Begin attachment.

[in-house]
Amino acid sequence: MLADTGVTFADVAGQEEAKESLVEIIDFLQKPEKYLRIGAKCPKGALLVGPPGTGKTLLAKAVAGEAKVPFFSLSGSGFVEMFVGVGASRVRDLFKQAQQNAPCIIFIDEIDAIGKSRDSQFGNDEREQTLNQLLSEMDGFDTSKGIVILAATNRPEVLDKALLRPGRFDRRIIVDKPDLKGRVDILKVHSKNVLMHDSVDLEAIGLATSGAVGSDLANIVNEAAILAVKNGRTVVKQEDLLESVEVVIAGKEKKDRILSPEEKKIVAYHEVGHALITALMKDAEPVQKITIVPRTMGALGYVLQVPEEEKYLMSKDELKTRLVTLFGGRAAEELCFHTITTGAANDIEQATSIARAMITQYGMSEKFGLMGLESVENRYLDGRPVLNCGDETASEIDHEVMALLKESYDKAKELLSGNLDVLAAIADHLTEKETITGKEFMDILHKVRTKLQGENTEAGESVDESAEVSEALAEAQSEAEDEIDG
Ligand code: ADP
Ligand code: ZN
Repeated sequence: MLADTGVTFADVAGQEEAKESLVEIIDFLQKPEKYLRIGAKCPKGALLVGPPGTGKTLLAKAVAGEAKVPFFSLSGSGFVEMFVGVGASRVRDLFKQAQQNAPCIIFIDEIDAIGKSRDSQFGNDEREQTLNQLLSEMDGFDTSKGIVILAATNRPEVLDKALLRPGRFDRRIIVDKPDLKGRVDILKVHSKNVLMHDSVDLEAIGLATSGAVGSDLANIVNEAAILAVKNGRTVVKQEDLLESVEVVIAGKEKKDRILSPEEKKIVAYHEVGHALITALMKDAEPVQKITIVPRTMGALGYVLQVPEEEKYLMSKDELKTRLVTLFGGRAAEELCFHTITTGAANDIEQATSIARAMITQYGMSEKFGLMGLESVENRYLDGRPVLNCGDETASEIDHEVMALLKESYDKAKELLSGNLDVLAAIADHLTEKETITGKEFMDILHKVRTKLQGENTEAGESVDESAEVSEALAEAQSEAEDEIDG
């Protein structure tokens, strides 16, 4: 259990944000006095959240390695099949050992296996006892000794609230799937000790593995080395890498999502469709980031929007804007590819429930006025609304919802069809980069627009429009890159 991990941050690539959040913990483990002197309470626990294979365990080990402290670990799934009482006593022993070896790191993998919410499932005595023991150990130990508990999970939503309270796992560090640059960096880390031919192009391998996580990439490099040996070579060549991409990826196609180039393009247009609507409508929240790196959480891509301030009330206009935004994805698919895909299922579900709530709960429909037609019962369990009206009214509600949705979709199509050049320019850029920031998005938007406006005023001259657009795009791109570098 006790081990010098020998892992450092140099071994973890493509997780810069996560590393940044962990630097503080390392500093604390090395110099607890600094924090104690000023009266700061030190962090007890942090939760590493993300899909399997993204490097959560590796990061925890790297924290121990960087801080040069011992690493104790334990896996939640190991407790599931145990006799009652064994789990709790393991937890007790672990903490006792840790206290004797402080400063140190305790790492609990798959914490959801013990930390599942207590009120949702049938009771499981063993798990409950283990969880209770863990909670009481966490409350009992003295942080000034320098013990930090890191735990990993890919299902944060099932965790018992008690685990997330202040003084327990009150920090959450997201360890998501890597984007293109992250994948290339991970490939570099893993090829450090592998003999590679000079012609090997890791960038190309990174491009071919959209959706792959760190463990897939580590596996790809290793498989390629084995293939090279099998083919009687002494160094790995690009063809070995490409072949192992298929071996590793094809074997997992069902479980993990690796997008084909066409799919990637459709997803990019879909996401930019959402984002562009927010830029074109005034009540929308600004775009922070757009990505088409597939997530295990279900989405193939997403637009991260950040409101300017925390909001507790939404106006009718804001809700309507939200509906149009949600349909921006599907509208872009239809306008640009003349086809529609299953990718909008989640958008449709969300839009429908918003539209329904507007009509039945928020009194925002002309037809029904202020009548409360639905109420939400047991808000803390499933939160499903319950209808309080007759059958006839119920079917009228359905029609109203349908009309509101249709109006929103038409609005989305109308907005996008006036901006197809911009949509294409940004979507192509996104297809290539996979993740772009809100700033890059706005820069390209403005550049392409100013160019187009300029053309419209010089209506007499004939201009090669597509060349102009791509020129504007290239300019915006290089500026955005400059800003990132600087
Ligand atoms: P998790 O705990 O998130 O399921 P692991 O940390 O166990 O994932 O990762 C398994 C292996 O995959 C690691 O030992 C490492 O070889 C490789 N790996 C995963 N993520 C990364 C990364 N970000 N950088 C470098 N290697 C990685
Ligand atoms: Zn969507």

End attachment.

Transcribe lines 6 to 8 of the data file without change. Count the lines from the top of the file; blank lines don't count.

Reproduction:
């Protein structure tokens, strides 16, 4: 259990944000006095959240390695099949050992296996006892000794609230799937000790593995080395890498999502469709980031929007804007590819429930006025609304919802069809980069627009429009890159 991990941050690539959040913990483990002197309470626990294979365990080990402290670990799934009482006593022993070896790191993998919410499932005595023991150990130990508990999970939503309270796992560090640059960096880390031919192009391998996580990439490099040996070579060549991409990826196609180039393009247009609507409508929240790196959480891509301030009330206009935004994805698919895909299922579900709530709960429909037609019962369990009206009214509600949705979709199509050049320019850029920031998005938007406006005023001259657009795009791109570098 006790081990010098020998892992450092140099071994973890493509997780810069996560590393940044962990630097503080390392500093604390090395110099607890600094924090104690000023009266700061030190962090007890942090939760590493993300899909399997993204490097959560590796990061925890790297924290121990960087801080040069011992690493104790334990896996939640190991407790599931145990006799009652064994789990709790393991937890007790672990903490006792840790206290004797402080400063140190305790790492609990798959914490959801013990930390599942207590009120949702049938009771499981063993798990409950283990969880209770863990909670009481966490409350009992003295942080000034320098013990930090890191735990990993890919299902944060099932965790018992008690685990997330202040003084327990009150920090959450997201360890998501890597984007293109992250994948290339991970490939570099893993090829450090592998003999590679000079012609090997890791960038190309990174491009071919959209959706792959760190463990897939580590596996790809290793498989390629084995293939090279099998083919009687002494160094790995690009063809070995490409072949192992298929071996590793094809074997997992069902479980993990690796997008084909066409799919990637459709997803990019879909996401930019959402984002562009927010830029074109005034009540929308600004775009922070757009990505088409597939997530295990279900989405193939997403637009991260950040409101300017925390909001507790939404106006009718804001809700309507939200509906149009949600349909921006599907509208872009239809306008640009003349086809529609299953990718909008989640958008449709969300839009429908918003539209329904507007009509039945928020009194925002002309037809029904202020009548409360639905109420939400047991808000803390499933939160499903319950209808309080007759059958006839119920079917009228359905029609109203349908009309509101249709109006929103038409609005989305109308907005996008006036901006197809911009949509294409940004979507192509996104297809290539996979993740772009809100700033890059706005820069390209403005550049392409100013160019187009300029053309419209010089209506007499004939201009090669597509060349102009791509020129504007290239300019915006290089500026955005400059800003990132600087
Ligand atoms: P998790 O705990 O998130 O399921 P692991 O940390 O166990 O994932 O990762 C398994 C292996 O995959 C690691 O030992 C490492 O070889 C490789 N790996 C995963 N993520 C990364 C990364 N970000 N950088 C470098 N290697 C990685
Ligand atoms: Zn969507």